During an appearance on “Fox News Sunday,” Sen. Rand Paul, R-Ky., said he was looking into filing a class-action lawsuit against the federal government over the National Security Agency’s surveillance of phone records and Internet data. Paul is hoping the legal challenge will make its way to the nation’s highest tribunal.
“I’m going to be seeing if I can challenge this at the Supreme Court level. I’m going to be asking the Internet providers and all of the phone companies; ask your customers to join me in a class-action lawsuit,” he said, adding, “If we get 10 million Americans saying, ‘We don’t want our phone records looked at’ then maybe someone will wake up and things will change in Washington.”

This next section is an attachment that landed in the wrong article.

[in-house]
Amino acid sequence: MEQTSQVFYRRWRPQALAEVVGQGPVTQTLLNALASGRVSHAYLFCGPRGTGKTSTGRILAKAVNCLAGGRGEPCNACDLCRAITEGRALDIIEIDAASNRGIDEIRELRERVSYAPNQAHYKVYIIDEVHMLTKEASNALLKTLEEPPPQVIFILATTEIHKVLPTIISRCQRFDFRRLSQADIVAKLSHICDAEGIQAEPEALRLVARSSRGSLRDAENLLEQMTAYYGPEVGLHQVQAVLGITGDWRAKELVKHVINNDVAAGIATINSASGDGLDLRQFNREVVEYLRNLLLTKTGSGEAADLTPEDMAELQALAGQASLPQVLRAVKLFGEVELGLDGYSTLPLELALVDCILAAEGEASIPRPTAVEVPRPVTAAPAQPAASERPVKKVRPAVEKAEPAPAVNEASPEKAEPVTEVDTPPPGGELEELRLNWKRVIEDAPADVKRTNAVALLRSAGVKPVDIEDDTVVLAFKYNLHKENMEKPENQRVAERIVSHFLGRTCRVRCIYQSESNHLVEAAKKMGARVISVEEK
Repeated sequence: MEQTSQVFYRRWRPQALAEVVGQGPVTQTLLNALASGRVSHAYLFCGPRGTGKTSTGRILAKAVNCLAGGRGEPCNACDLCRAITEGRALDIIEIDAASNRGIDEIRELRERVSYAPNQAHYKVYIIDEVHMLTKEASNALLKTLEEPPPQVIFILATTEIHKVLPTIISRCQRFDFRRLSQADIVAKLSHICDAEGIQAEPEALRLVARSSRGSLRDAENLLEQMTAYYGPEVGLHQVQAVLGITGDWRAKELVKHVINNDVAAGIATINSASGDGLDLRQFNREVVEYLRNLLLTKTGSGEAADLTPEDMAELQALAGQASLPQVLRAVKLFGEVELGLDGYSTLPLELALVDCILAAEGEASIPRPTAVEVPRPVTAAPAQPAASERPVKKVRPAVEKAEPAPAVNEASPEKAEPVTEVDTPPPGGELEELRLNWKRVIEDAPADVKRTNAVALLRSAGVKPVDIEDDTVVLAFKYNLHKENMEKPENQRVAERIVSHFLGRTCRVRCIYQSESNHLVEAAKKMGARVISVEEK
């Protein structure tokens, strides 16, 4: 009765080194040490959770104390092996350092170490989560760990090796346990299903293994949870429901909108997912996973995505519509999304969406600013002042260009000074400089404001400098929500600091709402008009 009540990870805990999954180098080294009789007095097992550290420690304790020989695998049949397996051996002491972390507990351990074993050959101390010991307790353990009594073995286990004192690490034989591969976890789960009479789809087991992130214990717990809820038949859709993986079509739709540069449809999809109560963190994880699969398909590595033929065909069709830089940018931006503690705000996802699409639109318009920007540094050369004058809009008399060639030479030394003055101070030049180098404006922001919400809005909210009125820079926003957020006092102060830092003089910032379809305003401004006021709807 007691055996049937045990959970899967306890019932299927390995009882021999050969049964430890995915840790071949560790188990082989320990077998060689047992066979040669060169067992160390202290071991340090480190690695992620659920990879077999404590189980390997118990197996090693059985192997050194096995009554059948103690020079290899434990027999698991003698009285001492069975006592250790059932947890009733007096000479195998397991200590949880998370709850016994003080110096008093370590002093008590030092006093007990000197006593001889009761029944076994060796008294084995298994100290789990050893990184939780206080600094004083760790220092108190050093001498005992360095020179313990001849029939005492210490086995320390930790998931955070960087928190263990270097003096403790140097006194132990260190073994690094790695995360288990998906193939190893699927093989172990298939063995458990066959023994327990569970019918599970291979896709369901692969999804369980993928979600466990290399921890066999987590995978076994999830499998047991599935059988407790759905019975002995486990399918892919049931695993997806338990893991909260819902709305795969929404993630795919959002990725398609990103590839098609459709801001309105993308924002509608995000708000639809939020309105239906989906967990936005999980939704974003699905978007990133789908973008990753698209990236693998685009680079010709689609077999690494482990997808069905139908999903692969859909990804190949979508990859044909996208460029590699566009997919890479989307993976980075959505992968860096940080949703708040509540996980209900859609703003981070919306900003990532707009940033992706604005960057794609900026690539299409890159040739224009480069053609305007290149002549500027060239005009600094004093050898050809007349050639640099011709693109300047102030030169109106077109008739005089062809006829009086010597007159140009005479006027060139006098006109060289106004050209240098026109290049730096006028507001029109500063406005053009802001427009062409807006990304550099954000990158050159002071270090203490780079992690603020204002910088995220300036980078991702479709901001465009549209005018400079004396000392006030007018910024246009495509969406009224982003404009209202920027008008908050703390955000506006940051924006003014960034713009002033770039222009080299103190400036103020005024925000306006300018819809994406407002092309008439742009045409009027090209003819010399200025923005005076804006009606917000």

The controversy began this week after multiple published reports said the NSA has been mining the phone and Internet records of both U.S. citizens and people around the world in a quest to prevent terrorist attacks.
President Obama addressed the issue Friday, saying the information gathered is extremely broad and that the government isn’t monitoring the content of the data or people’s names unless they have probable cause and a warrant.
But Paul said this data collection is by no means a modest invasion of privacy and in fact may even weaken America’s counterterrorism operations.
“We are looking through so much data that I think it makes our fight against terrorism worse,” Paul said.